What to expect from Gosling at Google

Google has lots of Java projects in the works, but the search giant and Java's creator don't always see eye to eye

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Along with C++ and Python, Java is one of the most prominent languages used at Google. But Google seldom seems satisfied with the stock JVM approach. For example, while the source code for many of Google's Web applications is written in Java, it's often compiled to JavaScript rather than Java bytecode, using the Google Web Toolkit (GWT). Android doesn't use the JVM, either, but a custom virtual machine called Dalvik that uses a unique, optimized bytecode format. And although Google App Engine allows developers to build cloud-based Java applications, it has been criticized for not supporting the full Java specification.

Such alternative approaches to the Java ecosystem don't always sit well with Gosling. In a 2010 interview with the Basement Coders, Gosling said, "Everything I care about is in the JVM." (Google doesn't seem to agree.) As for alternative virtual machines, Gosling said the .Net CLR -- which many developers perceive as Microsoft's attempt to improve on the JVM -- "basically cut and pasted from the Java spec" and that Microsoft "exercised essentially no creativity" in developing it. What must he think of Dalvik?

Of Android in general, Gosling has been generally pessimistic. He once told eWeek, "All these Android phones are going to be incompatible ... in the Android world there's kind of no adult in charge." And when it comes to Google's legal position, he's been even more blunt. In this Basement Coders interview, he said, "At Sun we'd done an analysis and yeah, there's a bunch of patents violated [by Android]." Having made such statements in the past, it seems unlikely he'll be called to testify on Google's behalf now.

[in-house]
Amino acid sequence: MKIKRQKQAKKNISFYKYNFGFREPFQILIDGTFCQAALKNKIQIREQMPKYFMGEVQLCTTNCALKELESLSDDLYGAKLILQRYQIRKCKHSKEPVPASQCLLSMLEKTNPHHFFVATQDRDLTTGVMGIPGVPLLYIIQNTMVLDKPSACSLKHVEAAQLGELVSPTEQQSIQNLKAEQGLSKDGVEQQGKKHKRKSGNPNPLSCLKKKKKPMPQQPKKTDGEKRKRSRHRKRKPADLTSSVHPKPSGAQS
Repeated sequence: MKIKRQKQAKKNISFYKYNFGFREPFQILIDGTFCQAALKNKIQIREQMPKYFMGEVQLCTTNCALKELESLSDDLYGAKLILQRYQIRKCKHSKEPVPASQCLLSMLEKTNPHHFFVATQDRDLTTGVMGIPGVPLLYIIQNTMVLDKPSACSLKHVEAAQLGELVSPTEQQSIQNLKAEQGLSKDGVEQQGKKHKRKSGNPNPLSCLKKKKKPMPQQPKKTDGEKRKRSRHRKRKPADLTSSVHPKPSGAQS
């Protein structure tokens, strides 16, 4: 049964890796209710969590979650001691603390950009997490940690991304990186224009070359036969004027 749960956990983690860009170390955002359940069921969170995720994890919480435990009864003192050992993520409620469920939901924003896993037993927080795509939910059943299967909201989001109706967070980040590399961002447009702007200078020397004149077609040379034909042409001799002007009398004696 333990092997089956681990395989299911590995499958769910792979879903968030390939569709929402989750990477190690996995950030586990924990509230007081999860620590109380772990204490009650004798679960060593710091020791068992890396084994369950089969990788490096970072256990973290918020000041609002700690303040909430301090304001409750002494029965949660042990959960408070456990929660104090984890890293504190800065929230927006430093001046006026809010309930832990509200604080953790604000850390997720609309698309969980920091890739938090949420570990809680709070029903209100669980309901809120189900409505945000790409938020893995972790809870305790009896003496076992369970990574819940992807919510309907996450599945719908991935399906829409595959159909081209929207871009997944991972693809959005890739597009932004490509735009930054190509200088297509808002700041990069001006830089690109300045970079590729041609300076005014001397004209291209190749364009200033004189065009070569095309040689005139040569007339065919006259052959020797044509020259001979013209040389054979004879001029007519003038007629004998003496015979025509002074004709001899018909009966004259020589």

A bit of everything
What exactly will Gosling's role be at Google? Probably the safest bet is Gosling's own hunch: "I expect it'll be a bit of everything, seasoned with a large dose of grumpy curmudgeon."

The idea that hiring Gosling will give Google a "thought leadership" position within the Java community is a nice one, but it seems unlikely that the search giant will be able to wield much influence over the Java platform when Oracle holds the reins so tightly. Gosling himself does not seem particularly optimistic about the future of Java as long as it remains in Oracle's hands.

On the other hand, Google, with its origins at Stanford University, is a fairly academic environment in some ways. Much like a university, it has a history of hiring "big brains" -- academics and computing luminaries -- solely for the level of quality they bring to its workforce. These hires are seldom strategic, and Google's "pet PhDs" are generally given long leashes. Nobody talks much about Google having a "thought leadership position in the Python community," for example -- and yet Guido van Rossum, the creator of Python, is a Google employee, where he devotes much of his time to Python development.

Should we expect big things from Gosling once he settles in at Google? It depends on what you mean. Anyone who expects Gosling to wield the might of Google to strike back against Oracle's dominance over the Java ecosystem is likely to be disappointed. On the other hand, if this move marks the beginning of a fulfilling, productive new chapter in Gosling's career -- whether it's in the public eye or behind the scenes -- it's sure to be a net win for everybody.

This article, "What to expect from Gosling at Google," originally appeared at InfoWorld.com. Read more of Neil McAllister's Fatal Exception blog and follow the latest news in programming at InfoWorld.com. For the latest business technology news, follow InfoWorld.com on Twitter.

Copyright © 2011 IDG Communications, Inc.

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